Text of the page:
Types of Coffee Grinders


Blade grinders are inexpensive but produce a very inconsistent particle size. Even if you're trying to get a course grind, you will get some powder. Blade grinders are nothing more than little blenders that slice, tear, and smash the coffee beans. Worse yet ... since the blades are spinning at a very high RPM, it is very easy to burn the coffee. Using a blade grinder to grind just enough beans for a single cup is an exercise in futility. You'll have to experiment with any particular blade grinder to achieve the desired results. As a rule, you don't want to grind for more than 20 seconds. Beyond 20 seconds you risk burning the ground coffee. If you are grinding a small amount of beans, say for one cup of coffee, you should shake the grinder as it is grinding. When grinding three ounces of beans the blade grinder will produce the best results, because the aggregate produces good resistance to the blades and a natural flowing circulation of the aggregate occurs. Never try to grind more coffee than is recommended by the manufacturer.


The old fashioned hand grinders are excellent devices, and they only cost a little more than blade grinders. They are burr grinders, and have not been significantly improved upon since they came into existence . They're slow (about a minute for one cup), but they produce a very consistent aggregate, and there is no chance of burning the coffee. They are still made today, and size of the grind can be adjusted from very course to powder. There are burr grinders that are powered by electric motors, which takes the effort out and is faster.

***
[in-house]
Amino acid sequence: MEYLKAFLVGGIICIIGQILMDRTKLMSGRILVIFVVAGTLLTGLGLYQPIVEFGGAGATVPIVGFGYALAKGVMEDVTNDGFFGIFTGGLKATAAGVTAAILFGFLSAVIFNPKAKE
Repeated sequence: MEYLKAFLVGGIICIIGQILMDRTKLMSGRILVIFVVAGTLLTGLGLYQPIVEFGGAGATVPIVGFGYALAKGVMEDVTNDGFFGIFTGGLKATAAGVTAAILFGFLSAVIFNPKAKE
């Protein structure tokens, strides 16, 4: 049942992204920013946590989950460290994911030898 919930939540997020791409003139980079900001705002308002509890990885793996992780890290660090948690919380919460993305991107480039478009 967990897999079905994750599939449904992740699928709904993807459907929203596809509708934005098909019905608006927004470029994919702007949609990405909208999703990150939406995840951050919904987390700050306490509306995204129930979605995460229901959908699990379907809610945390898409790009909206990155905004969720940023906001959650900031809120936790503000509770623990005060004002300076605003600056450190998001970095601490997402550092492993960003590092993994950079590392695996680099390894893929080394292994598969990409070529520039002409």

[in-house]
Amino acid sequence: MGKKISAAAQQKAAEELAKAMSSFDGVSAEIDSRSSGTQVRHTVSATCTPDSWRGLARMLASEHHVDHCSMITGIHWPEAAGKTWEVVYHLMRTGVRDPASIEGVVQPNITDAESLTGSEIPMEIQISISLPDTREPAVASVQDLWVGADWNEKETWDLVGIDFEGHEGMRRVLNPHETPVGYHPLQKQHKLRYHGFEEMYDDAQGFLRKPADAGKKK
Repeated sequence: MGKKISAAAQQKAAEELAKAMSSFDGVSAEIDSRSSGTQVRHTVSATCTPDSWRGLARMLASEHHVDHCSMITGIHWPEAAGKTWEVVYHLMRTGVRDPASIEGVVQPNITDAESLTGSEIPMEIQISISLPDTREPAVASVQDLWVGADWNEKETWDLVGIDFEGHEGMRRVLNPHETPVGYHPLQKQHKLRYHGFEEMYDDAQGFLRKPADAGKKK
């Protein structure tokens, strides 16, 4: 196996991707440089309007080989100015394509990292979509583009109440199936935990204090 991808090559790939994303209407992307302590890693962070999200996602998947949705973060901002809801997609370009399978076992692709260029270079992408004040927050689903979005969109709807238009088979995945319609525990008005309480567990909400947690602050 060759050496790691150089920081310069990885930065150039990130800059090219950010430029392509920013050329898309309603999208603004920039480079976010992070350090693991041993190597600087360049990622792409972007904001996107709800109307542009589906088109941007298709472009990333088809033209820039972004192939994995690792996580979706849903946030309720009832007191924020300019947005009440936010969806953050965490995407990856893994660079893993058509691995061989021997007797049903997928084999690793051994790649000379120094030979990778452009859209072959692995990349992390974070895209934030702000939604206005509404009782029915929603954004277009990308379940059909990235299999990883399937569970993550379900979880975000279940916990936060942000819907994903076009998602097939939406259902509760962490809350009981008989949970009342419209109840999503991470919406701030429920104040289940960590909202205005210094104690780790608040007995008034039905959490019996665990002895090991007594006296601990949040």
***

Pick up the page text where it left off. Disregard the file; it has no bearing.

Disc and Conical

Disc and conical grinders provide the most precise grinding. These grinders have serrations or grooves cut into the discs or cones. The coffee beans fall in between the two discs or cones, one of which turns while the other remains stationary. The sharp edges of the grooves are what cut the beans and result in the most consistent grind. These are the grinders of choice for high quality coffee, but they are quite expensive.

Warning Regarding The Grinding of Flavored Coffee

Never grind flavored coffee in the same burr, disc, or conical grinder that you use for straight coffee. The flavor extracts coat the grinding discs and are virtually impossible to remove. Flavor extracts in grinders will impart flavoring to straight coffee. Blade grinders can be cleaned, but you will discover that removing the extract completely from the blades, and the grinding chamber, is not all that easy.